More on the awards here
Rohit Sharma, KL Rahul and Virat Kohli scored 1438 runs between them in the round-robin matches of the 2019 World Cup. Across all their league games, New Zealand scored 1674 runs, including extras.
Coming into the semi-final at Old Trafford, therefore, it was vitally important for New Zealand to limit the damage India's top three could cause, to whatever extent possible. Especially after New Zealand, choosing to bat, posted 239 for 8 at the end of a stop-start, rain-affected innings that stretched into the reserve day.
This was a somewhat two-paced surface with a bit of nibble in it, but against the quality of India's top order, New Zealand's lengths and lines had to be impeccable. That's exactly what Trent Boult and Henry delivered in a thrilling passage of new-ball bowling, as India slumped to 5 for 3 within the first 19 balls of their chase. Boult did Kohli in with his left-arm inswing, either side of which Henry removed both openers with perfectly pitched away-seamers.
At 24 for 4, it didn't seem like Henry would be required to call on his death-bowling skills, but a brilliant 59-ball 77 from Ravindra Jadeja hauled India back from the dead and put them within reach of the final. Then, with 42 required off the last four overs, Henry came back, nailed his into-the-pitch cutters, conceded just five singles in his tenth over, and amped up the pressure, which led to Jadeja's dismissal in the next over.
Angling into off stump, straightening off the surface, the line forcing Sharma to feel for the ball, the length preventing him from moving either forward or back, the deviation just enough to graze the outside edge. This was just about the perfect delivery from Henry, and it was exactly what New Zealand needed, given Sharma came into the semi-final with scores of 102, 104 and 103 in his three previous innings.
8 No bowler took more wickets in the first Powerplay (overs one to ten) than Henry at the 2019 World Cup.
5 The number of not-in-control deliveries Henry bowled during India's first Powerplay at Old Trafford. Three of them resulted in wickets.
1, 1, 1 The scores of India's top three in the match.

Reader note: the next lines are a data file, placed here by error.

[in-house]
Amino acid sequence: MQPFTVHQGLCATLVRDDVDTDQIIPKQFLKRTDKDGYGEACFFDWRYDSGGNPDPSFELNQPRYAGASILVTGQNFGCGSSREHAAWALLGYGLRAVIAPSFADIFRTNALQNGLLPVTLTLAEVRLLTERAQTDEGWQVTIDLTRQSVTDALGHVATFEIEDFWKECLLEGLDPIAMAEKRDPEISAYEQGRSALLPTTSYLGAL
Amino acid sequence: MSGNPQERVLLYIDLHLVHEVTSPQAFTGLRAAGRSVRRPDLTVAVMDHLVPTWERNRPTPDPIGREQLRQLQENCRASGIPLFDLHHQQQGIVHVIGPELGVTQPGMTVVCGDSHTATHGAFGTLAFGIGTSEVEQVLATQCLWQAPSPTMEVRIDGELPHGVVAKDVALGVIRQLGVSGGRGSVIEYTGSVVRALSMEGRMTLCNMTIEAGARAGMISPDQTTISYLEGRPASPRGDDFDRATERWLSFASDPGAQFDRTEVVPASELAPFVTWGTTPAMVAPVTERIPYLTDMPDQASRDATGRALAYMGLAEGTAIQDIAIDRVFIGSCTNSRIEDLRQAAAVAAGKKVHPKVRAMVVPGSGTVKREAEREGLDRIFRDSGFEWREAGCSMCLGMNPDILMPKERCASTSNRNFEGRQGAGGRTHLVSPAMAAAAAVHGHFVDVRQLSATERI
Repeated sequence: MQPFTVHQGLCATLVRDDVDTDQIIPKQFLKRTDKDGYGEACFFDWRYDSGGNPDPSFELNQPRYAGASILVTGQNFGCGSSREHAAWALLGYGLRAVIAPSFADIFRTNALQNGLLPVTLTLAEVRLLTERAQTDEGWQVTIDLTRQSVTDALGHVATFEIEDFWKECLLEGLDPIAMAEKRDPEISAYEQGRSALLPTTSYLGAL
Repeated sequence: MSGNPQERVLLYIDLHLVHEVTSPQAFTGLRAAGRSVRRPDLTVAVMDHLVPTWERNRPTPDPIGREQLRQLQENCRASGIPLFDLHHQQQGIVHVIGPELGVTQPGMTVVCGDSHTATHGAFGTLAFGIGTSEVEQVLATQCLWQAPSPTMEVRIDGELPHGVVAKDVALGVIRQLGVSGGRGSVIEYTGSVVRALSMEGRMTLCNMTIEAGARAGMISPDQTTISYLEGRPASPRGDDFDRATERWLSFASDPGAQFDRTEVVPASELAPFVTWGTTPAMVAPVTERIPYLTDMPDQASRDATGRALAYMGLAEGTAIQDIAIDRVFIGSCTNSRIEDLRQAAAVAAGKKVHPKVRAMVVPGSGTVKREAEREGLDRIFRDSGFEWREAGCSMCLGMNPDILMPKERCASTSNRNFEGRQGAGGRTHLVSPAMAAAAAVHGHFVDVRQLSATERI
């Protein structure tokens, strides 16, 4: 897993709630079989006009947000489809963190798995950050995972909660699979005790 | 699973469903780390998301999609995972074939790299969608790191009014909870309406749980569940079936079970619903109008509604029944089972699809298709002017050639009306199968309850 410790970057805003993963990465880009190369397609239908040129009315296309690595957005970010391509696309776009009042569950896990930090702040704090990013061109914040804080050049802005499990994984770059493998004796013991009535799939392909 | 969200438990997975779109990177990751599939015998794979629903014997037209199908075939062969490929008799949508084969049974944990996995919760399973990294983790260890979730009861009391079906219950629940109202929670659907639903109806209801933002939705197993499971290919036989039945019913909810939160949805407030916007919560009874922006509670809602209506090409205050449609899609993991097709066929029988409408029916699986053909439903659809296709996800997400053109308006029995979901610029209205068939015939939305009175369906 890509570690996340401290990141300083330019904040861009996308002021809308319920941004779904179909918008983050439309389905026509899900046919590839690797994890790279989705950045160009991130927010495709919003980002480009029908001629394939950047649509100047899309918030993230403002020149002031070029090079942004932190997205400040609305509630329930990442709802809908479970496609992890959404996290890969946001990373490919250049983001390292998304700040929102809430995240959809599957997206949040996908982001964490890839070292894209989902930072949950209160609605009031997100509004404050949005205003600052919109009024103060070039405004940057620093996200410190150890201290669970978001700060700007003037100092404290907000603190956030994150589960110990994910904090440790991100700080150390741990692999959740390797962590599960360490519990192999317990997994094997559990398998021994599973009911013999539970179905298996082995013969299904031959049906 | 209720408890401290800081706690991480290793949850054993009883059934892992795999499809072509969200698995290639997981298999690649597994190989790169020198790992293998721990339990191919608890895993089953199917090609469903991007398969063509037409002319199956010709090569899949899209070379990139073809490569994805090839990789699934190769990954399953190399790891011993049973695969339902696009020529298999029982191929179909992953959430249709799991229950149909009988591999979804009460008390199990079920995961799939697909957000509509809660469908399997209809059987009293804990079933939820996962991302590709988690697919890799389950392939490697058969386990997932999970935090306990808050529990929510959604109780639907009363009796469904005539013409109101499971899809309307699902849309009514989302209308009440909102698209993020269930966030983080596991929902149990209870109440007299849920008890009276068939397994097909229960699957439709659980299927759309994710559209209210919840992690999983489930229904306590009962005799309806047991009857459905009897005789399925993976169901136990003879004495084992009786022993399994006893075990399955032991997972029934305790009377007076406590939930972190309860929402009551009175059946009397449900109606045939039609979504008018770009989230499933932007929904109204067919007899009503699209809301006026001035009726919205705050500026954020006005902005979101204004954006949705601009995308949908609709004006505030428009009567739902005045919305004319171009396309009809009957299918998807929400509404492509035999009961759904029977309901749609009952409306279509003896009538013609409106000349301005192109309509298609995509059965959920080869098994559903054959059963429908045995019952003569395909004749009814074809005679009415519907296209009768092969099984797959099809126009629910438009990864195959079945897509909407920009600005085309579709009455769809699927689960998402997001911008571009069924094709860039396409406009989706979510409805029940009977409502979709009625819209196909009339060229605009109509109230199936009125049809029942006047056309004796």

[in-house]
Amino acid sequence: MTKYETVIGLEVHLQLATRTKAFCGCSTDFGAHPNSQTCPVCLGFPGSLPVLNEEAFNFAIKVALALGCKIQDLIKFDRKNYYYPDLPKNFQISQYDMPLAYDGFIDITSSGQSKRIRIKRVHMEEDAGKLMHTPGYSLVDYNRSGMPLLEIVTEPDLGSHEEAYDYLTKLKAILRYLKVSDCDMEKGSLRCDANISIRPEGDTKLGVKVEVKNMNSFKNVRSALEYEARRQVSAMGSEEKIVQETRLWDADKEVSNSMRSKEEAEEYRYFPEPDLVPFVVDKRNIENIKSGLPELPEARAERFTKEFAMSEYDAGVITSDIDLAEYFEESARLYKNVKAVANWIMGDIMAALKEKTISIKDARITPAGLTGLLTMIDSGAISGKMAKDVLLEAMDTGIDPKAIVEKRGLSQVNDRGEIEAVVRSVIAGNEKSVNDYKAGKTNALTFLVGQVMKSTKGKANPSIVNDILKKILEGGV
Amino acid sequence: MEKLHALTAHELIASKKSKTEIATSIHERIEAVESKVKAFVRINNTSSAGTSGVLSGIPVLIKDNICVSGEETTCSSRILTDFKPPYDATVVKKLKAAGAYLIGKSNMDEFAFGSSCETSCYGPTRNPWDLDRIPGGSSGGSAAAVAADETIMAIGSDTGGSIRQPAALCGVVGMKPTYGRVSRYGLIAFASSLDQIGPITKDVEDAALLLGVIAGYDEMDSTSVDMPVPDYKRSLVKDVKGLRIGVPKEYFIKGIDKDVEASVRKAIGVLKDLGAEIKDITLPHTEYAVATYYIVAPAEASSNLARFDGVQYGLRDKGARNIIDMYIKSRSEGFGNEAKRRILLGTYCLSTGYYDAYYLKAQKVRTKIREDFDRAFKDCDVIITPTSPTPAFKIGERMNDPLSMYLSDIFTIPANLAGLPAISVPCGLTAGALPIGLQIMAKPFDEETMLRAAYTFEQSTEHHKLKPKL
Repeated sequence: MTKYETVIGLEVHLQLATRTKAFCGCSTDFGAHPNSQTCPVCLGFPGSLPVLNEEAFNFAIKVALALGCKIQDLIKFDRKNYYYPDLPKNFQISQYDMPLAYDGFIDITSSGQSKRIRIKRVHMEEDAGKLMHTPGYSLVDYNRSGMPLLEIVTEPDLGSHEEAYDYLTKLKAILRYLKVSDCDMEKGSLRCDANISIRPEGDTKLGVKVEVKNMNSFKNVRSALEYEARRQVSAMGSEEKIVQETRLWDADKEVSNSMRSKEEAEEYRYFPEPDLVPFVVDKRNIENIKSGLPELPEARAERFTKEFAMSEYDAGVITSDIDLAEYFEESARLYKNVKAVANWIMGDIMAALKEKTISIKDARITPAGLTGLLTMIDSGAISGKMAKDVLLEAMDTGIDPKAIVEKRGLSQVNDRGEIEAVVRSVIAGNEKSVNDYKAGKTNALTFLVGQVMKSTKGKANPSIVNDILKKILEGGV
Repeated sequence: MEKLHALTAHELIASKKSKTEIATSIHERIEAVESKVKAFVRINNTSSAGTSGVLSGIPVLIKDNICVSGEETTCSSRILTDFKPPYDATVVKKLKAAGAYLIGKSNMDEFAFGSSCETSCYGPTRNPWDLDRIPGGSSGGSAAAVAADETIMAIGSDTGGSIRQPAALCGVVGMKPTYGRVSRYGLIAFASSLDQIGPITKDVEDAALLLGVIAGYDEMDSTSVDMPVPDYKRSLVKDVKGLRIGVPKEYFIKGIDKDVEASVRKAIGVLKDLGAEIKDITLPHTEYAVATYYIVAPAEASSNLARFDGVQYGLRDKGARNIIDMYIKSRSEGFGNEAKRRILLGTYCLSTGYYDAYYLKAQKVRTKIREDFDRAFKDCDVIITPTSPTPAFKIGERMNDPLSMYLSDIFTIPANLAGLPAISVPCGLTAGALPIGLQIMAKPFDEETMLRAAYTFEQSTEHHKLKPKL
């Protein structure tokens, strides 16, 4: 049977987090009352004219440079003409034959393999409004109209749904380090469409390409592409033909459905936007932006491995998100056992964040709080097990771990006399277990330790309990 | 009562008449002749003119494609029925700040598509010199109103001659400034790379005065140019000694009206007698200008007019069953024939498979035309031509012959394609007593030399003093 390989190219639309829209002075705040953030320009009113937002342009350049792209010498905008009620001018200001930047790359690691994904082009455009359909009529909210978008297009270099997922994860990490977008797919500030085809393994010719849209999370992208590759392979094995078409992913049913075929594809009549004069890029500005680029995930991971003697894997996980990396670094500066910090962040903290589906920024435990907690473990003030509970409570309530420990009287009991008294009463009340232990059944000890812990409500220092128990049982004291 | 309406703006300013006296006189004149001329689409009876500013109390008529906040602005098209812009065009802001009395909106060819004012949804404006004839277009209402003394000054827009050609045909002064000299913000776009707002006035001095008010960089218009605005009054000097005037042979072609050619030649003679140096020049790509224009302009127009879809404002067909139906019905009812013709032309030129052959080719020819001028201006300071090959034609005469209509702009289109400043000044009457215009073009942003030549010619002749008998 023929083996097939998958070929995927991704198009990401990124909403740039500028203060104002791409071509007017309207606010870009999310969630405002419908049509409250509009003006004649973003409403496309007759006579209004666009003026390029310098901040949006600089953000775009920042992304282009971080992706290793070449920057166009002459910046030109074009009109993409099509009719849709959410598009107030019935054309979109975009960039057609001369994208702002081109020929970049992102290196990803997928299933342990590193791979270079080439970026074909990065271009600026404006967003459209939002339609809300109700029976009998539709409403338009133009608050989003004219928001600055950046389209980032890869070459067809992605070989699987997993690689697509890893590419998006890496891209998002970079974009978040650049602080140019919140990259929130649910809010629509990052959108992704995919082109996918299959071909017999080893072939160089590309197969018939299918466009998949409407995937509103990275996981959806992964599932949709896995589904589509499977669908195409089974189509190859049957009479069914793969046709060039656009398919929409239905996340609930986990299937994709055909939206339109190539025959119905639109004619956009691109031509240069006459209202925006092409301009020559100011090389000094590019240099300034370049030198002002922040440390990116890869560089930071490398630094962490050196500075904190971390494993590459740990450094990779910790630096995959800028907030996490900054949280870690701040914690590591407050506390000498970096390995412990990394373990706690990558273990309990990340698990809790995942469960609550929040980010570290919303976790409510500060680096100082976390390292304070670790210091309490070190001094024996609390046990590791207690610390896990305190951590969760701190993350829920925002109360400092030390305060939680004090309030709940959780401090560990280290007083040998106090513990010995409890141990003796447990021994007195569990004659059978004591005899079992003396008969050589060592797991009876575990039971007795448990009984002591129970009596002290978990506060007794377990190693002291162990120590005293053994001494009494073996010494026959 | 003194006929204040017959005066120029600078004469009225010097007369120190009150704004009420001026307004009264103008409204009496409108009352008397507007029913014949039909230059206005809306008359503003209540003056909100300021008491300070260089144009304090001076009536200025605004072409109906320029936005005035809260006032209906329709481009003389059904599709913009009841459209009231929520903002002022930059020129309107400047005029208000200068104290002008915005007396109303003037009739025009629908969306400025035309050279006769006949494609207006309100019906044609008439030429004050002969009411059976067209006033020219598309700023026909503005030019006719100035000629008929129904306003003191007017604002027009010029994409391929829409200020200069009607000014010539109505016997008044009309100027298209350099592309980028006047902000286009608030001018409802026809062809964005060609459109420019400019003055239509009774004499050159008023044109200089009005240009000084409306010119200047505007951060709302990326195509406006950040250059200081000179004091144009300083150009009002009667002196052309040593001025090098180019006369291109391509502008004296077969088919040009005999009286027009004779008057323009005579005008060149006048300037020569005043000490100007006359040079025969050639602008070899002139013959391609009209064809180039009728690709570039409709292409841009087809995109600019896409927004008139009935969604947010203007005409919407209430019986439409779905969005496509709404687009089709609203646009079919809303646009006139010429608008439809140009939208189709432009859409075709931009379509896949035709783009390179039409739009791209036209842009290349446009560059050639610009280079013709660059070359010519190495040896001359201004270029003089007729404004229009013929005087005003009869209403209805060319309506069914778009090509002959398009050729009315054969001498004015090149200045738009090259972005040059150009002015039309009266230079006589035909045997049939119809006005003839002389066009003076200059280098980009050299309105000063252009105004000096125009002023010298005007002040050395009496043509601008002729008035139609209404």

What they said
"Against such a quality batting line-up, he had to be inch-perfect, and today he was, and that led to New Zealand's victory."
- Daniel Vettori
The closest contenders
Chris Woakes, 3 for 20 v Australia, World Cup semi-final, Birmingham
A day after the nerve-jangler at Old Trafford, Edgbaston produced a one-sided romp that England bossed from start to finish. England's fast bowlers made three decisive breakthroughs in the first 6.1 overs. Woakes, unerring with his length and moving the ball both ways at a whippy pace, took two of them, getting an indecisive David Warner caught behind with seam movement and extra bounce, and bowling Peter Handscomb through the gate with a perfectly pitched nip-backer. At the end of Woakes' first spell, which read 6-0-16-2, Australia were 28 for 3 in 11 overs, well on their way out of the World Cup.
Yuzvendra Chahal, 6 for 42 v Australia, third ODI, Melbourne
Chahal hadn't played the first two matches of the series, and he had never played an international game in Australia. But when he was picked for the decider at the MCG, he responded magnificently. Chahal changed the game in his first over, getting Shaun Marsh, who had put on 73 with Usman Khawaja, stumped by firing one down the leg side, and three balls later he had Khawaja caught and bowled off a leading edge. The wickets just kept coming after that, off loopy legbreaks and flatter skidders, and by the time he was done he had the joint-best ODI figures ever recorded in Australia.
Karthik Krishnaswamy is a senior sub-editor at ESPNcricinfo